Mello History, Family Crest & Coats of Arms
Early Origins of the Mello family
The surname Mello was first found in Ile-de-France, at Mellun, a commune in the Seine-et-Marne department. One of the first records of the name was Robert of Melun (c. 1100-1167), an English-born, scholastic Christian theologian who taught in Mellun, France. Little is known of him other than he studied under Peter Abelard and Hugh of St. Victor at the University of Paris and by 1137, he was a teacher in the school on Mont Ste-Genevieve. He was later involved in the Council of Reims in 1148. After teaching in Paris for 40 years, he was recalled to England by King Henry II in 1160, and was appointed Bishop of Hereford in 1163.
"Savaric de Malleon was Constable of Porchester Castle in 1216, and Seneschal of Poitou and Gascony in 1222. He held Petersfield and MapleDurham (part of the Honour of Gloucester) by grant of King John. It was this Savaric who in 1216 was left by the King in charge of the city and castle of Winchester, just after Pentecost, the holy time chosen by the Bishop of Winchester, who wits with the King, for excommunicating Lewis and all his favourers. Upon the departure of the King, Savaric set fire to the suburbs of Winchester. Then followed the siege of the castle, which at last by the counsel of Savaric was given up to Lewis upon which followed the surrender of all the Hampshire castles. In 1229, after the death of Waleran Teutonicus, he became Warden of the Isle of Wight. was, says Worsley, " a Poictevin, and had been very serviceable to the King during the war with France ; but afterwards, on some discontent, changing sides, became extremely troublesome." 
Early History of the Mello family
This web page shows only a small excerpt of our Mello research. Another 185 words (13 lines of text) covering the years 1302, 1465, 1634, 1721, 1598 and 1688 are included under the topic Early Mello History in all our PDF Extended History products and printed products wherever possible.
Mello Spelling Variations
Spelling variations of this family name include: Melun, Mellun, Mellon, Melon, Meluns, Melluns, Melune, Melunes, Mellune and many more.
Early Notables of the Mello family (pre 1700)
More information is included under the topic Early Mello Notables in all our PDF Extended History products and printed products wherever possible.
In the United States, the name Mello is the 3,324th most popular surname with an estimated 9,948 people with that name.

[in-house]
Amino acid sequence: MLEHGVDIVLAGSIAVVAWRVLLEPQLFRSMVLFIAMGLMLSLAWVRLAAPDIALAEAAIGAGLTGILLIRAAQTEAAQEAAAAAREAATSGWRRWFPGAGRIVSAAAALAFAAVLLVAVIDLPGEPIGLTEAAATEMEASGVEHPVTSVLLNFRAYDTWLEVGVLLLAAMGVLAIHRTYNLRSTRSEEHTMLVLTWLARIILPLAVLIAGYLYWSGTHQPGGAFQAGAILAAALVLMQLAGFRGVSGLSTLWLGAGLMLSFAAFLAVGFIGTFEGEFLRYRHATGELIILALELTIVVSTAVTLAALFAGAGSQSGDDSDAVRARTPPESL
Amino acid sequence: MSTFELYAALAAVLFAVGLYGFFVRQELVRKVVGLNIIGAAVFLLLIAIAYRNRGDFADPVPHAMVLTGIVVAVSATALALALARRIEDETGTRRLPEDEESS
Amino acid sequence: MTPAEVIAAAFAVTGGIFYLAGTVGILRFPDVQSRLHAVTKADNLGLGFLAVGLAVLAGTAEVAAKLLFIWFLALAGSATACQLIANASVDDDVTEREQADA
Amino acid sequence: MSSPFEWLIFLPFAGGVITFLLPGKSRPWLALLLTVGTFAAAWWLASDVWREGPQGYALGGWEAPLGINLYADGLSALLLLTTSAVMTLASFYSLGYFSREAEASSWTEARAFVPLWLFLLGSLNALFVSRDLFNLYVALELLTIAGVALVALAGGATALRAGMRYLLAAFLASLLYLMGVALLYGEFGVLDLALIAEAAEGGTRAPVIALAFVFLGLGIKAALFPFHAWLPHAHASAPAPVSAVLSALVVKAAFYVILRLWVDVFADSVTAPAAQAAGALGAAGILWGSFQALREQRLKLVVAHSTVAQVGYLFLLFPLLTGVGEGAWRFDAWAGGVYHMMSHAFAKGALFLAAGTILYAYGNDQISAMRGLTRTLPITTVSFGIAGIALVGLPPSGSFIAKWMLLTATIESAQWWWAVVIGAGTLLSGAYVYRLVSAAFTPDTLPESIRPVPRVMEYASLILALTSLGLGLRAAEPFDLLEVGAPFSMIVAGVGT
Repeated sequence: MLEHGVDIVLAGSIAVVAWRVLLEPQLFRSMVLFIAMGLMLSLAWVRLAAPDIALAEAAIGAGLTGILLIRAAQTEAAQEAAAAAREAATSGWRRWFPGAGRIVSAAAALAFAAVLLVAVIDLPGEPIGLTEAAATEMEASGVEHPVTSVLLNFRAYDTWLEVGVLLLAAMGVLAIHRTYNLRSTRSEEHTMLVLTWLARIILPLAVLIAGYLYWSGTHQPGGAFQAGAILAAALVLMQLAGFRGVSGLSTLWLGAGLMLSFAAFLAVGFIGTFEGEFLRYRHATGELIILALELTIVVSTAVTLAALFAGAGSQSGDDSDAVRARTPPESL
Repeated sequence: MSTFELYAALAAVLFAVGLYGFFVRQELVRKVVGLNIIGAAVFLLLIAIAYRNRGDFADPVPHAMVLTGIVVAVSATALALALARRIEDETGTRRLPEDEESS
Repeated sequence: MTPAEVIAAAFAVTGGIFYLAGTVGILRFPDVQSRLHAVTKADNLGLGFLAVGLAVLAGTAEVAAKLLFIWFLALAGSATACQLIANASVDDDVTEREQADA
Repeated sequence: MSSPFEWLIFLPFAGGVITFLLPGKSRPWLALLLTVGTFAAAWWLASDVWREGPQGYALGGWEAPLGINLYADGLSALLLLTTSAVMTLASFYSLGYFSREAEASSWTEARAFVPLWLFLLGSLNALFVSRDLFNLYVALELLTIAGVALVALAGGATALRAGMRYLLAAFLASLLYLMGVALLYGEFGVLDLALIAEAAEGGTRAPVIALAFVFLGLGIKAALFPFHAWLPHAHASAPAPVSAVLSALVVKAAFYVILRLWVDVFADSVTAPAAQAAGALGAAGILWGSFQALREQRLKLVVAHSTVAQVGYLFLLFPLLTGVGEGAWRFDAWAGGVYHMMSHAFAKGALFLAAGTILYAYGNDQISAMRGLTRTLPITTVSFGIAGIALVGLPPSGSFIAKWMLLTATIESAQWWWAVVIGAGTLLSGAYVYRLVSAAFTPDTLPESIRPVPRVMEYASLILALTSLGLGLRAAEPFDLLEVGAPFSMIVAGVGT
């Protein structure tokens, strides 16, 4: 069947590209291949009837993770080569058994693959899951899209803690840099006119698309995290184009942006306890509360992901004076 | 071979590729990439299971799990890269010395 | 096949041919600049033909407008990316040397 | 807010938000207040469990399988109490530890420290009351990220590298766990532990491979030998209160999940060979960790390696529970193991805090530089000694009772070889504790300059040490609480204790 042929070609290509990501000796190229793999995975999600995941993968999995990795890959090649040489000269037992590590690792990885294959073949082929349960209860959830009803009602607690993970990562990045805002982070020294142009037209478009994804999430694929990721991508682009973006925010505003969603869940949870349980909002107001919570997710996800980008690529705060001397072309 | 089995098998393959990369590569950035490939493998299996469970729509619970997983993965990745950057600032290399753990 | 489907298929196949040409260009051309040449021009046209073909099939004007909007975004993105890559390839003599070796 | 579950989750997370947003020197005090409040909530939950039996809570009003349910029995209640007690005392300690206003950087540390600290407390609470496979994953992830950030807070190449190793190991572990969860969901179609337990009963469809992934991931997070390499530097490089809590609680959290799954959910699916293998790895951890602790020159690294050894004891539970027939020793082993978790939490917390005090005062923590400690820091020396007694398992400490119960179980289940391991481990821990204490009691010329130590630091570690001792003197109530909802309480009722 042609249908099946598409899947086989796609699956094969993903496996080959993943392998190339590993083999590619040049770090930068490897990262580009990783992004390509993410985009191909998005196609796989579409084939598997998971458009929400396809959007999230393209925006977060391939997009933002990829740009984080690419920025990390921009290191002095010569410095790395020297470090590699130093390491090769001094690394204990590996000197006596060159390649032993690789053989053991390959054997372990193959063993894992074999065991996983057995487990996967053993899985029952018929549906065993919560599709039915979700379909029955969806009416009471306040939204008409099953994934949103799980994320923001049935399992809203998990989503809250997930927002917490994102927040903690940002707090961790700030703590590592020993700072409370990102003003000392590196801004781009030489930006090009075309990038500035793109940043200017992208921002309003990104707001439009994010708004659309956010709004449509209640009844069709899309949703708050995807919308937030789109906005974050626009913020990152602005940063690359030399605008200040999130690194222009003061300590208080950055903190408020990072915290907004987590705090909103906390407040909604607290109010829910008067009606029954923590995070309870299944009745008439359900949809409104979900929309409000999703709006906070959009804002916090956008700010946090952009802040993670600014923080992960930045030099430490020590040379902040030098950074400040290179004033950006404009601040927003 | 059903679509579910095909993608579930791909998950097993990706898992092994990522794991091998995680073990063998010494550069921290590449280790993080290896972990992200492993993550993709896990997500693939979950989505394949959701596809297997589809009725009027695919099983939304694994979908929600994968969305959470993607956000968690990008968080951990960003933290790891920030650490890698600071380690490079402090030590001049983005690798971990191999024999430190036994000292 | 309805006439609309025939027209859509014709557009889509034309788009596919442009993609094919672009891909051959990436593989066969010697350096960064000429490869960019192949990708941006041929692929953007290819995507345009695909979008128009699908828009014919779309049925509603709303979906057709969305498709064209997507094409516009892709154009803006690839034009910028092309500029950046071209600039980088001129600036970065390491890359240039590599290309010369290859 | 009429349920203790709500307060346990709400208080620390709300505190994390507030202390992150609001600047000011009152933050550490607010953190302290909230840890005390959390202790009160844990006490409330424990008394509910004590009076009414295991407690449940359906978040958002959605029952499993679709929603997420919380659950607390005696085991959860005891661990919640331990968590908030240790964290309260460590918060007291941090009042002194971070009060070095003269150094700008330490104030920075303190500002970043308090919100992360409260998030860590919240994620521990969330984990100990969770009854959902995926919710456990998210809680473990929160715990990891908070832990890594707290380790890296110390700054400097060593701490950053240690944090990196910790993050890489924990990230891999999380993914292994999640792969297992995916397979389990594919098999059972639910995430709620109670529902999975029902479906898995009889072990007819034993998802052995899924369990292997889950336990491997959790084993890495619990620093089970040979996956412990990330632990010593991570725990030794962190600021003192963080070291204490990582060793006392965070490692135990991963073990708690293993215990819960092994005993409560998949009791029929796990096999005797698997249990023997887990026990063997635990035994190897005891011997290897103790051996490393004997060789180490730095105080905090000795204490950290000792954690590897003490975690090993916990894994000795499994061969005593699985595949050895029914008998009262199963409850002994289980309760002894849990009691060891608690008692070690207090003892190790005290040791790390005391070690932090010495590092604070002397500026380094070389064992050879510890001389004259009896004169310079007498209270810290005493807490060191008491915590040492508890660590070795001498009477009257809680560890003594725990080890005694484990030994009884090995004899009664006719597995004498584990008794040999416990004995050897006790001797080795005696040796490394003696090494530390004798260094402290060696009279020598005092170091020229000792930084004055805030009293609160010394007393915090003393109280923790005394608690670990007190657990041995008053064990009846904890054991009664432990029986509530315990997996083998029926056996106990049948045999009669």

| Mello migration to the United States ||+|
Some of the first settlers of this family name were:
Mello Settlers in United States in the 19th Century
- Angelo Mello, aged 39, who landed in America, in 1893
- Anna Mello, aged 34, who immigrated to America, in 1897
Mello Settlers in United States in the 20th Century
- Amalia Mello, aged 22, who immigrated to the United States from Napoli, in 1900
- Agostinho Co... Mello, aged 24, who landed in America from St. Michaels, in 1906
- Andel Mello, aged 29, who immigrated to the United States, in 1918
- Americo d'Oliveira Mello, aged 18, who settled in America from Ovar, Portugal, in 1920
- Antonia Mello, aged 20, who landed in America, in 1921
- ... (More are available in all our PDF Extended History products and printed products wherever possible.)
|Contemporary Notables of the name Mello (post 1700) ||+|
- Craig Cameron Mello (b. 1960), American recipient of the Nobel Prize for Physiology or Medicine (2006)
- Tamara Mello (b. 1976), American actress
- Jim Mello (1920-2006), American football player
- Doug Mello, American soccer coach
- Dawn Mello (1931-2020), American fashion retail executive
- Dave Mello (b. 1969), American drummer of the punk/ska band Operation Ivy
- Ingeborg Mello (1919-2009), Argentine two-time gold medalist track and field athlete at the 1951 Pan American Games
- Ricardo Mello (b. 1980), Brazilian tennis player
- Raphael Mello (b. 1992), Brazilian football player for FC Cesarense
- Ingeborg Mello (1919-2009), Argentine track and field athlete
- ... (Another 4 notables are available in all our PDF Extended History products and printed products wherever possible.)
The motto was originally a war cry or slogan. Mottoes first began to be shown with arms in the 14th and 15th centuries, but were not in general use until the 17th century. Thus the oldest coats of arms generally do not include a motto. Mottoes seldom form part of the grant of arms: Under most heraldic authorities, a motto is an optional component of the coat of arms, and can be added to or changed at will; many families have chosen not to display a motto.
Motto: Virtus et honor
Motto Translation: Virtue and honor.
- ^ Cleveland, Dutchess of The Battle Abbey Roll with some Account of the Norman Lineages. London: John Murray, Abermarle Street, 1889. Print. Volume 2 of 3
- ^ https://namecensus.com/most_common_surnames.htm